Beamline Description

Overview

The Materials Science Beamline was designed as a multipurpose beamline for surface science using photoemission spectroscopies, with a photon energy ranging from vacuum ultraviolet to soft X-ray radiation (22 - 1000 eV). It was based on a bending magnet radiation source for fast photon tuning in a wide energy range with a single grating monochromator similar in design to an SX-700. The spot size on the sample has a diameter of ~100 μm. Photoelectrons from the sample are analyzed by hemispherical electron energy analyzer.

Photon Source

The Materials Science Beamline uses radiation from bending magnet 6.1 at the Elettra storage ring. It provides to the beamline with polychromatic light in a wide energy range from visible to hard X-ray. Hard X-ray radiation is absorbed at the first mirror and then a monochromator selects light with a desired photon energy and bandwidth. The bending magnet radiation is mostly linearly polarized in the horizontal direction, with only a minor part of the radiation above and below the orbit having circular polarization. The Elettra storage ring parameters can be found here.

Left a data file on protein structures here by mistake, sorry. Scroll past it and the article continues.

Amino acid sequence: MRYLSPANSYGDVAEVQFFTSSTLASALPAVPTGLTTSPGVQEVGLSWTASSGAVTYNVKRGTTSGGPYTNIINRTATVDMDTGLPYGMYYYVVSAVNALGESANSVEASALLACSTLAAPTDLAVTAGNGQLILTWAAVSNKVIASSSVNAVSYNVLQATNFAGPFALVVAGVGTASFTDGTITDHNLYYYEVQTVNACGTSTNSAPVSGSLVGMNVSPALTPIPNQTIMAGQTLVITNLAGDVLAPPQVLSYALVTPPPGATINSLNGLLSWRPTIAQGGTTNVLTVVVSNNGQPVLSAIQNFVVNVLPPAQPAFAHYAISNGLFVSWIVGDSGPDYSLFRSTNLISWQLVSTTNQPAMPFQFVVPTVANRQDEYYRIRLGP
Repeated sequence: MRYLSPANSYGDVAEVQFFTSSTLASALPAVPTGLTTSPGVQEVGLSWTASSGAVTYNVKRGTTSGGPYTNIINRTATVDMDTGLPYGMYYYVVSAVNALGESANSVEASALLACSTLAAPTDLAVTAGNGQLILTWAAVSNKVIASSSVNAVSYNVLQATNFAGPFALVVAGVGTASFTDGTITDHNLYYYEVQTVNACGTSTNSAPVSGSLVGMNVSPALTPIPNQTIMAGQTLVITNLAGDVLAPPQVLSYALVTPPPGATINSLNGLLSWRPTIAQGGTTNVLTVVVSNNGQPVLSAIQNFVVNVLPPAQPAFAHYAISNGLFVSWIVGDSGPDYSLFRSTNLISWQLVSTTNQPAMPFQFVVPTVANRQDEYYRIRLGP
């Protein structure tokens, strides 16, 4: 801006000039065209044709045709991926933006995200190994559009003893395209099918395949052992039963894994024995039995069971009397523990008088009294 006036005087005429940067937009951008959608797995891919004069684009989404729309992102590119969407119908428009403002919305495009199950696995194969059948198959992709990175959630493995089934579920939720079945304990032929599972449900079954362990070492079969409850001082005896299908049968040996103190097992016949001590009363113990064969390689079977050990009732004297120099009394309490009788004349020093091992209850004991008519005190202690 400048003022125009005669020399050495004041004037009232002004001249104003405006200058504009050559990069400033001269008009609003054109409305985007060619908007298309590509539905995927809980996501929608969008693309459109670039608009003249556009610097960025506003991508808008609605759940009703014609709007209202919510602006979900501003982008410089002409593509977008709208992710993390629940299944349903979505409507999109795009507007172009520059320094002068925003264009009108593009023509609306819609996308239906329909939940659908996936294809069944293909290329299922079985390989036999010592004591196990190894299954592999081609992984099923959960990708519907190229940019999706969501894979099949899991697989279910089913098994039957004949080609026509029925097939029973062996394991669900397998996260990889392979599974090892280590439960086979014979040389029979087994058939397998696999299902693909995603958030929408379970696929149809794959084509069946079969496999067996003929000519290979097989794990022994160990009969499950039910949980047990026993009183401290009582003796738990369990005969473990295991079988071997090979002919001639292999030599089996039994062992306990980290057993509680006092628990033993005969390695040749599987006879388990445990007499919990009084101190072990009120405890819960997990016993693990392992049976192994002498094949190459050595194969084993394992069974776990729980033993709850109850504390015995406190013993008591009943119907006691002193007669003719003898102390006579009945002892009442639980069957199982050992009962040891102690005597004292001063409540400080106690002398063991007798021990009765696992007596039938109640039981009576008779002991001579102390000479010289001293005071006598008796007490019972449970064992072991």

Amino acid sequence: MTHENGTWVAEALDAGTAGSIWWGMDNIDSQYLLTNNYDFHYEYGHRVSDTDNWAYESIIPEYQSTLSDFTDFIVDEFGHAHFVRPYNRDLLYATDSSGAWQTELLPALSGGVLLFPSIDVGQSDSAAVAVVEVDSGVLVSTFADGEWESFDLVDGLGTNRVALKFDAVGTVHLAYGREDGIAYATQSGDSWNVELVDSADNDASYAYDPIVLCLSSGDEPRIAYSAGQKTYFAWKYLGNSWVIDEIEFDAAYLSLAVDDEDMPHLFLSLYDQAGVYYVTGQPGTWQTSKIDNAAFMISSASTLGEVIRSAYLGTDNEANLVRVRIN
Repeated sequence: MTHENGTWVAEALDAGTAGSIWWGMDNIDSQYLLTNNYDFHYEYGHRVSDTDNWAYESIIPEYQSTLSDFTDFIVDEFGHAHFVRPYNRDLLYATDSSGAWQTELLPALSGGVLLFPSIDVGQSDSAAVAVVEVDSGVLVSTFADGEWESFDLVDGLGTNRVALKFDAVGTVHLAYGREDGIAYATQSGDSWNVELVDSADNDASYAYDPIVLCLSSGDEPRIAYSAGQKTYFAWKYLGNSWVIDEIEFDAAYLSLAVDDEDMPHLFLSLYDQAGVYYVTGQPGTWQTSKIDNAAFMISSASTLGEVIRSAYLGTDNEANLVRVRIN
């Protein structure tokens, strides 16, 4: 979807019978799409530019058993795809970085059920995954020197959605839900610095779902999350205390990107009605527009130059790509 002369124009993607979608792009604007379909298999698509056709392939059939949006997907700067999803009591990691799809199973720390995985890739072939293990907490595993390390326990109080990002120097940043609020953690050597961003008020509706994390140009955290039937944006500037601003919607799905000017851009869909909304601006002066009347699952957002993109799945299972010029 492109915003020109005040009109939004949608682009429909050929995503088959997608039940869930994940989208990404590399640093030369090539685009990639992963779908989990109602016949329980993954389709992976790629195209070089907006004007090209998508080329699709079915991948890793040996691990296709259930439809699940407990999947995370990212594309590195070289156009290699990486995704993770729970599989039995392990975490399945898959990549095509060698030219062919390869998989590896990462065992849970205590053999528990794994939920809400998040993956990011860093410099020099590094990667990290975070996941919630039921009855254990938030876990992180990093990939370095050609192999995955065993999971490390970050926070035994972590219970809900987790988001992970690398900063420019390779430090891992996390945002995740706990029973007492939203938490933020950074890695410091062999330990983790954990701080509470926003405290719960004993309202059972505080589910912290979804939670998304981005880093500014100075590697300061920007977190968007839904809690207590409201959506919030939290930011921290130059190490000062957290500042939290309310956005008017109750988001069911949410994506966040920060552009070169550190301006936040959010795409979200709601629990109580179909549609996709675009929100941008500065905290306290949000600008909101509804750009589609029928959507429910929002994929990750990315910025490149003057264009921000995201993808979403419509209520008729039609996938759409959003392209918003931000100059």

Beamline Layout

The beamline is based on grazing incidence reflective optics. All optical surfaces are gold coated. The first optical element is a toroidal prefocusing mirror that focuses the divergent photon beam from the bending magnet sagittally onto the entrance slit and tangentially onto the exit slit. It also absorbs all hard X-ray radiation.  The energy of photons is selected by a plane grating monochromator (PGM). Photon energy resolution is adjusted by the entrance and exit slit widths. From the exit slit the beam is focused again by the refocusing mirror onto the sample. Technical details of the optical concept of the MSB are described in [1].

MSB_scheme.gif

Last Updated on Wednesday, 21 December 2011 18:02